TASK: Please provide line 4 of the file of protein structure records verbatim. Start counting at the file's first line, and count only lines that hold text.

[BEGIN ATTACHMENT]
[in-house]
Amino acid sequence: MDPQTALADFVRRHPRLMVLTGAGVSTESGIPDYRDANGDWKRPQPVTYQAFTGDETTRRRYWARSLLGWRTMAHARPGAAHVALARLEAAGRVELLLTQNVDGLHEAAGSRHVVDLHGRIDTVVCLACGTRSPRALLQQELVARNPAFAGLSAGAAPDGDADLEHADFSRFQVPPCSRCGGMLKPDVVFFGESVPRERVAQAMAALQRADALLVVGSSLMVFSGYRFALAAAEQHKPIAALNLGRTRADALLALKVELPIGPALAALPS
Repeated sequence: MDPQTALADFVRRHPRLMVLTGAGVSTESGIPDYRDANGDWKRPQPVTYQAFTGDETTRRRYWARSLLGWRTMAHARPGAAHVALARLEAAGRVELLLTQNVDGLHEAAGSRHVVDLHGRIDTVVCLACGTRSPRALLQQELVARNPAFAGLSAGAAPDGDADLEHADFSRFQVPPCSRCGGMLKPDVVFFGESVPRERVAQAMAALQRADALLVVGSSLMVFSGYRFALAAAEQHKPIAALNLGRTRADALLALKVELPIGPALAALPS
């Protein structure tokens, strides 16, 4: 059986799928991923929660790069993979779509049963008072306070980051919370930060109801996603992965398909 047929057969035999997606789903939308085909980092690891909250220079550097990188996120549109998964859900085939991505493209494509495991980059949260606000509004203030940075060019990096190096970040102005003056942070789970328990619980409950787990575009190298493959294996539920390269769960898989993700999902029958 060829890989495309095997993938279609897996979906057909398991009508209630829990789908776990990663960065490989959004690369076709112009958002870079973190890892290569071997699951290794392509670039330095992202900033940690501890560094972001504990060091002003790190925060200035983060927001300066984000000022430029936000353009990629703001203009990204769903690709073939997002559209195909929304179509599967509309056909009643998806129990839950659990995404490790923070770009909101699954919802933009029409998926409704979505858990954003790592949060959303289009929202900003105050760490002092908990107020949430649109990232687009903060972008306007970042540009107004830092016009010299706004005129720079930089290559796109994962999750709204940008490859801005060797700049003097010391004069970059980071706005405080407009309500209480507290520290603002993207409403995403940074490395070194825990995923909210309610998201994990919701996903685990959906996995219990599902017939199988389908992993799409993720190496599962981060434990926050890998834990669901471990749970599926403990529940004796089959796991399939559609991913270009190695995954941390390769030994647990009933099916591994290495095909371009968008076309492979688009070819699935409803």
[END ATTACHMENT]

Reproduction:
């Protein structure tokens, strides 16, 4: 059986799928991923929660790069993979779509049963008072306070980051919370930060109801996603992965398909 047929057969035999997606789903939308085909980092690891909250220079550097990188996120549109998964859900085939991505493209494509495991980059949260606000509004203030940075060019990096190096970040102005003056942070789970328990619980409950787990575009190298493959294996539920390269769960898989993700999902029958 060829890989495309095997993938279609897996979906057909398991009508209630829990789908776990990663960065490989959004690369076709112009958002870079973190890892290569071997699951290794392509670039330095992202900033940690501890560094972001504990060091002003790190925060200035983060927001300066984000000022430029936000353009990629703001203009990204769903690709073939997002559209195909929304179509599967509309056909009643998806129990839950659990995404490790923070770009909101699954919802933009029409998926409704979505858990954003790592949060959303289009929202900003105050760490002092908990107020949430649109990232687009903060972008306007970042540009107004830092016009010299706004005129720079930089290559796109994962999750709204940008490859801005060797700049003097010391004069970059980071706005405080407009309500209480507290520290603002993207409403995403940074490395070194825990995923909210309610998201994990919701996903685990959906996995219990599902017939199988389908992993799409993720190496599962981060434990926050890998834990669901471990749970599926403990529940004796089959796991399939559609991913270009190695995954941390390769030994647990009933099916591994290495095909371009968008076309492979688009070819699935409803």